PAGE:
The node 523 is also connected to connection 540 of the resistor R25 and to the input of the supply voltage Vcc of the modulator N7. The connection 541 of the resistor R25 is connected to positive input of the operational amplifier N4. In addition, the positive input of the operational amplifier N4 is connected via the resistor R28 to the ground potential. The signal “bulk voltage” is connected to the connection 538 of the resistor R26; the connection 539 of the resistor R26 is connected to the negative input of the operational amplifier N4. In addition, the negative input of the operational amplifier N4 is connected via the resistor R27 to the mass potential. The resistor R30 is connected between the negative input and the output of the operational amplifier N4. The output of the operational amplifier N4 is also connected to the connection 542 of the resistor R31; the connection 543 of the resistor R31 is connected to the input VFB of the modulator N7. The input RT of the modulator N7 is connected via the resistor R34 to the ground potential. The provided input GND of the modulator N7 is likewise connected to the ground potential. The primary winding TR2N1 of the triggering transformer TR2 is connected between the outputs OUT1 and OUT2 of the modulator N7.

The primary control unit 104 also includes the triggering winding TR2N2, whose one connection is connected to the signal “gate V200” and whose other connection is connected to the signal “source V200”. The one connection of the triggering winding TR2N3 is connected to the signal “source V300” and the other connection is connected to the signal “gate V300”.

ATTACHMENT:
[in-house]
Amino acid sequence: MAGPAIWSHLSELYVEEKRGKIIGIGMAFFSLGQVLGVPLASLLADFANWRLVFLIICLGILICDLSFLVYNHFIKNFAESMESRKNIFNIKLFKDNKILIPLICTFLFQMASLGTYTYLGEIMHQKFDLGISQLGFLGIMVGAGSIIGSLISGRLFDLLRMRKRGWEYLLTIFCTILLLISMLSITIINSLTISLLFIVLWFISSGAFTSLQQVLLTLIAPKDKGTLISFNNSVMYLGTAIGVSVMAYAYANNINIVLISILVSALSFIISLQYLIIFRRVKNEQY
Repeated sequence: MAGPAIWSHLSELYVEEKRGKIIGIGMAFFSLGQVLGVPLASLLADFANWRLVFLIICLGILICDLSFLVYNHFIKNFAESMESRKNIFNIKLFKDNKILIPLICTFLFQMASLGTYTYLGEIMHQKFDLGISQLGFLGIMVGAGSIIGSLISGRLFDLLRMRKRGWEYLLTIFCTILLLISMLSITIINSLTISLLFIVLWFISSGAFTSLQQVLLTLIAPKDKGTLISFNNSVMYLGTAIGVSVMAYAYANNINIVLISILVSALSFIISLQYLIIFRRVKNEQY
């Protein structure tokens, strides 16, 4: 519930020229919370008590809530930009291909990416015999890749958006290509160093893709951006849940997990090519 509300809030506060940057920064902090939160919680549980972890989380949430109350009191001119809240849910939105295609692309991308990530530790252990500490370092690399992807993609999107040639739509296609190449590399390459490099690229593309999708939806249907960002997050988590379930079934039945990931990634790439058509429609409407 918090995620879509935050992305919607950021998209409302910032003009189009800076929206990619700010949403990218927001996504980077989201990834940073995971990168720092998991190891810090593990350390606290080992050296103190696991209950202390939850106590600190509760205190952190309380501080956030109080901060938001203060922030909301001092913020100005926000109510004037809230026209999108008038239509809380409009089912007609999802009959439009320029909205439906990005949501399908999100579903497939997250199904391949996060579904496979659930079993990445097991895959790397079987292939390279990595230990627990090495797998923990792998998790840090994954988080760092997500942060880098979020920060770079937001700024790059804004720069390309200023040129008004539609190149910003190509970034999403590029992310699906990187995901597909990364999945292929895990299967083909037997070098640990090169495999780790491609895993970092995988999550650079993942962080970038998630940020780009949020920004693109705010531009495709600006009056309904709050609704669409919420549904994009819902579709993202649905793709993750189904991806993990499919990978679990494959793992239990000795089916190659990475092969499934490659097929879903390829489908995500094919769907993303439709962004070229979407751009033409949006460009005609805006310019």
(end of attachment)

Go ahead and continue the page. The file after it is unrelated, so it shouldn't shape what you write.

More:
The triggering winding TR1N2 is connected to the signal “gate V700” at one end and to the signal “source V700” at the other; the triggering winding TR1N3 is connected to the signal “source V600” at one end and to the signal “gate V600” at the other.

The block 504 includes the primary winding TR1N1 of the triggering transformer TR1 and the secondary triggering windings TR1N4 and TR1N5. The primary winding TR1N1 is connected to the output OUT1 at one end and to the output OUT2 of the modulator N5 of the primary control unit 104 at the other.

The block 502 includes the signals “gate V800”, “source V800”, “source V900”, and “gate V900”.

The signals “gate V800” and “source V800” are connected to the two connections of the triggering winding TR1NR from block 504 and the signals “source V900” and “gate V900” are connected to the two connections of the triggering winding TR1N4 from block 504.

Operation of the Components:

    • a. Function description of the fuse unit 105:
      • The fuse unit 105 serves in particular to suppress overvoltages and transients that can reach the circuit arrangement, e.g. via power lines. In addition, in the event of a malfunction of the power supply itself, the fuse unit 105 can be switched into a high-impedance state and consequently be “disconnected” from the input signal.
    • b. Function description of the step-down converter 101: